Primitive Archer

Main Discussion Area => Arrows => Topic started by: Beba on April 20, 2022, 08:24:58 am

Title: Shooting board
Post by: Beba on April 20, 2022, 08:24:58 am
I saw a reference to a “shooting board” for making shafts. Del mentioned it’s easy enough to make one with a sharp plane. Any explanations and / or pics will be quite helpful.

Thank you,
Title: Re: Shooting board
Post by: Beba on April 30, 2022, 07:17:38 am
Ok, a 131 views and no reply. For anyone that may have had the same question, I did a little more research.
It’s nothing more than a board with a “V” groove cut in the length with a block attached to the end flush with the board. It holds a shaft blank so you can work it with a small plane. Turns out I’ve made 2 and didn’t know they had a name. 1 as described and 1 with 6 groves. I use the large one in a power planer to quickly reduce square blanks to 8 sided blanks. Saves a fair amount of time.
Title: Re: Shooting board
Post by: BowEd on May 01, 2022, 08:03:39 am
At first I thought your post heading shooting board was going to be about learning a persons' draw length as I've seen on line.
But see what you mean now.That groove holds it still very well.I've got a groove in my work bench that I've done that with even on my shoot shafts but with an eight inch 2"by4" sanding block and 60 to 36 grit sanding paper.
Acquiring a hand power planer is a plus.I use that for tapering slats for laminated bows also.

Title: Re: Shooting board
Post by: Deerhunter21 on May 02, 2022, 03:56:17 pm
How did you make it beba? i have tried to make one 2 or three times and it didnt turn out well. I dunno, im not that great at woodworking as much as i love the hobby lol!
Title: Re: Shooting board
Post by: Beba on May 03, 2022, 09:04:18 am
Bowed, the power hand planer sounds like it could be handy in several applications.
Hunter21, made the 1st 1 from a straight 2x4 anthe other from a good piece of red oak board. I used a small table saw. Set the angle to 45 degrees, set blade height to 3/8”. Set the fence to hold the lines marked on the ends of the board. Glued and screwed a scrap piece on 1 end then cut it flush to the main board. The single works great with a sharp thumb plain. The 6 arrow board wast a little tricky. Need identical shaft blanks for it to pull threw the planer properly.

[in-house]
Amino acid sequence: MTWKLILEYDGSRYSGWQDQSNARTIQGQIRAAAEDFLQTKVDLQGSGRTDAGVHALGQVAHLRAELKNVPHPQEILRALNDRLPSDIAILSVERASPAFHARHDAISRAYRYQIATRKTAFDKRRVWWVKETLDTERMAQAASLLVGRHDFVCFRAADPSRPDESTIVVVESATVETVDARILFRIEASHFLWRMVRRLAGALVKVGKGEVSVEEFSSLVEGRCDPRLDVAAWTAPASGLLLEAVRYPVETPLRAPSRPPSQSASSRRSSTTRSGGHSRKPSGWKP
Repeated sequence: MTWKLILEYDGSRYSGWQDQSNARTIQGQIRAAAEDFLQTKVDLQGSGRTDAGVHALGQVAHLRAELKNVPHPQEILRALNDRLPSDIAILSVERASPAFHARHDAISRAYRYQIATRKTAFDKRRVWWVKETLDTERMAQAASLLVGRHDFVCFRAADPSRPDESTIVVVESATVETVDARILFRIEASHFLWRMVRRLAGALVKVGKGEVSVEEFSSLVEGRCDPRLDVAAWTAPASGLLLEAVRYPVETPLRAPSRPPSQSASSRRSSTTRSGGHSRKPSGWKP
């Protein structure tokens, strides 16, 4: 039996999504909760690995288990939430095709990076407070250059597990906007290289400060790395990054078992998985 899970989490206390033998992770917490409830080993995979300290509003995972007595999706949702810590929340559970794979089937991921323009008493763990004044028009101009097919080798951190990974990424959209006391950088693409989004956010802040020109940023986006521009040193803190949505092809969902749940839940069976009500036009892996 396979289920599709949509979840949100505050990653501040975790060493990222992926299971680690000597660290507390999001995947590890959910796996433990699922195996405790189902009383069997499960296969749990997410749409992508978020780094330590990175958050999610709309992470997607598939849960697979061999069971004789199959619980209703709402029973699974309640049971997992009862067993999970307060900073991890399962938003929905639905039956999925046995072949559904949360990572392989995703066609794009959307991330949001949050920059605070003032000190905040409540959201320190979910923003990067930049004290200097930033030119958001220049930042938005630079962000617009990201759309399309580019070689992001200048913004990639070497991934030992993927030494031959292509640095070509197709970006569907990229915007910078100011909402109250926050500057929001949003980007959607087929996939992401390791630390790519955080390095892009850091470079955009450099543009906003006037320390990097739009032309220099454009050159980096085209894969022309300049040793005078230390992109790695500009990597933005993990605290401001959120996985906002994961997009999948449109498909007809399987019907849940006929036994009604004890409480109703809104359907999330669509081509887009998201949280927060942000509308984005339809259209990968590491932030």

Title: Re: Shooting board
Post by: BowEd on May 22, 2022, 07:16:45 am
I made a set up once with a router and also using a power drill with the shaft spinning as it goes by the router.
Worked pretty good actually.
Tested a lot of different types of wood for arrow shafts then.Honey locust,walnut,ash,maple,black locust,and some more I forget.
They all make serviceable arrow shafts.
Personally I use shoot shafts.They are tougher than split timber shafts.I reduce them down with them in the chuck of a drill and sand paper.
Title: Re: Shooting board
Post by: organic_archer on July 14, 2022, 10:52:35 am
Shooting boards are worth their weight in gold and pretty self-explanatory to make. Mine is just two poplar boards with a hand-planed edge. You can glue or screw them together. It has an endcap on one side to prevent the arrow blanks from sliding off as you push against them with the plane. The working groove accepts up to 36" shafts, but it can be made as long or short as you'd like. The markings at 6, 10 and 12 inches are for tapering shafts. These are so much more enjoyable to use than the variety of noisy power tool jigs.

I rip 3/8 or 7/16 squares on the table saw from carefully selected boards. Plane those on the shooting board to 8-sided, and then 16-sided shafts. Then you can either sand them by hand or chuck them into a power drill and spin them to get the final round shape. After a little practice, you can crank out some really nice shafts.

Title: Re: Shooting board
Post by: Buckskinner on July 14, 2022, 02:58:41 pm
That's slick, I think I need to make one of those!